For a while now, I’ve been looking forward to seeing ‘Dr Strange’ in theaters for a number of reasons. Perhaps the biggest reason was the integration of Scott Derrickson serving as the director and one of the writers. I talk a little bit more about Derrickson here, but the short version is that he is a Christian who uses a secular medium (movies) to tell the Gospel story.
I know that ‘Dr Strange’ is going to be seen by a huge number of people. And that gives Christians and church leaders a great opportunity to have a common reference to discuss the Gospel with people who saw the movie. So I want to talk about a couple of places where I saw the Gospel in ‘Dr Strange’. Hopefully parents and church leaders can use this as a starting reference for discussions and conversations with their kids or non-Christians in their churches.
I have to warn you though, I cannot do so without spoiling the movie. So this is your [SPOILER WARNING]
“It’s not about you” – In one of the movies turning points, Dr Strange’s teacher/master/guru, The Ancient One, is dying. Through their magical powers, they have one last conversation together, where the teacher explains to Strange that his ego and pride have prevented him from learning the most important lesson about his journey thus far: None of this is about him. The journey, the magic, the powers – none of it is about Strange. He is a part of something astronomically bigger than him. He is simply playing a role in it.
It’s possible for people to make church or Christianity about themselves. Maybe they seek power through competition (“I’m a better Christian than _____”) or they serve in a leadership position for the prominence. Some people just use the church to feel better about themselves, without really ever embracing the call to die to self.
The Gospel of Christ, with all of it’s hope and grace for me, even me, ultimately isn’t about me. It’s about God. I’m just a part of it.
“She was complicated” – The movie does a good job of establishing the ‘rules’ of the world. The Ancient One explains that there are things that the heroes can’t or shouldn’t do because of their consequences. In particular, she clearly forbids messing with time or altering reality. Those are the rules, the ‘Natural Laws’. Following those make the good guys good and the bad guys bad.
Except they don’t.
Dr Strange and The Ancient One both break those rules in order to protect and save the world. Strange warps time, turning back the clock on several occasions. The Ancient One alters reality, breaking her own rules. She doesn’t play fair.
Neither does God. Christ broke the rules of time and death by coming out of the grave. God has broken the natural law by parting the Red Sea (Exodus 14), making it rain bread from heaven (Exodus 16) , and making the sun stand still (Joshua 10).
God is more complicated than we like.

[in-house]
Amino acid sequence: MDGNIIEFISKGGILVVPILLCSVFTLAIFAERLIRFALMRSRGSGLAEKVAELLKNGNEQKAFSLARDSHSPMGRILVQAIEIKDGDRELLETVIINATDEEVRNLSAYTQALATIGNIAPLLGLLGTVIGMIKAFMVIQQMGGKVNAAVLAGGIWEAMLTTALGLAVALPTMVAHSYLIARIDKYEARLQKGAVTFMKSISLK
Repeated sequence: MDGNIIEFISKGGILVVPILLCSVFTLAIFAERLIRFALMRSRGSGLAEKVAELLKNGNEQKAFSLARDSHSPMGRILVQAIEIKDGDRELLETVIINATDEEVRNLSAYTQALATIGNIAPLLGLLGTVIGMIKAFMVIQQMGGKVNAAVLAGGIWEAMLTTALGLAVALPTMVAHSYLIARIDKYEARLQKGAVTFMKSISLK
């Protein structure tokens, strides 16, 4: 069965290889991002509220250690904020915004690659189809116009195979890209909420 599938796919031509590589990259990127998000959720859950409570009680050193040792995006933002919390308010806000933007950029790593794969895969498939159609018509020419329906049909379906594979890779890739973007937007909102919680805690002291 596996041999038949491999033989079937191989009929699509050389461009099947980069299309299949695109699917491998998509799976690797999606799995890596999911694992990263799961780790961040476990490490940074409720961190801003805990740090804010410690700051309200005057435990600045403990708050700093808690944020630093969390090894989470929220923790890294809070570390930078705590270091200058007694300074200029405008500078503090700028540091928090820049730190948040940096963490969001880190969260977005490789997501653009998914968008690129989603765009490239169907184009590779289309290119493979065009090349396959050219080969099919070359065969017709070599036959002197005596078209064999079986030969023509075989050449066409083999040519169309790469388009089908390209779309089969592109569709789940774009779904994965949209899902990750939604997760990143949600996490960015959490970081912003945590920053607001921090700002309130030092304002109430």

The Danger of Rigidity – The Ancient One has another prominent student by the name of Baron Mordo, who is a close ally of Strange in the movie. He is a devout follower and student of the Ancient, who fiercely defends The Ancient One’s reputation when Strange questions her. Mordo is one of the most faithful good guys in the movie.
Until The Ancient One stopped playing by her own rules.
Once it became clear that Strange and her weren’t following the rules, Mordo’s world came apart. For him, it was about the order and structure, not about the overall reality. At the end of the movie, Mordo walks away from the path he had walked for years, because the rules he had put his faith in had been broken. He felt betrayed.
There was an interesting point in the movie where Mordo and Strange get into a heated discussion about The Ancient One’s willingness to break the rules. In it, Mordo expressed what I think is a common fear/concern for people who question God: “What if she had been corrupt?” In other words, if God is willing to break His own rules here, what’s to stop Him from doing it somewhere else? And sure, it was for a good reason now, but what about next time?
That doubt and question is the source of rigidity. Legalistic faith is the desire to control the uncontrollable.
“Dormammu, I’ve come to bargain” – The climatic showdown of the movie is between Dr Strange and the personification of evil in the MCU, Dormammu. (Fun fact, they used the same actor for Dr Strange to model Dormammu, which I think is a brilliant way to highlight the potential for evil in each of us). Strange goes into Dormammu’s domain, the realm where he lives. And there Strange used his control of time to create an infinite loop, a ‘Groundhog Day’ like cycle of conversations with Dormammu. The loop prevented Dormammu from doing any more damage to earth, keeping evil essentially trapped confronting our hero endlessly. Toward the end of the showdown, Strange said something that summed up the Resurrection rather well: “I’m not your prisoner. You’re my hostage”.
There is a line in the Nicene Creed that describes what happened in between the Crucifixion and the Resurrection where it says that Christ “descended into death”. It can be controversial for some, but I think it explains the way Christ conquered death well. Christ confronted death, in it’s own domain, by choosing to endure the Cross. And in doing so, He saved the world.
Those are just a few of the ways I saw the Gospel of Christ in ‘Dr Strange’. There were plenty more. I hope you can use these as jumping off points for conversations with kids or movie fans.
And remember, I love you and there’s nothing you can do about it.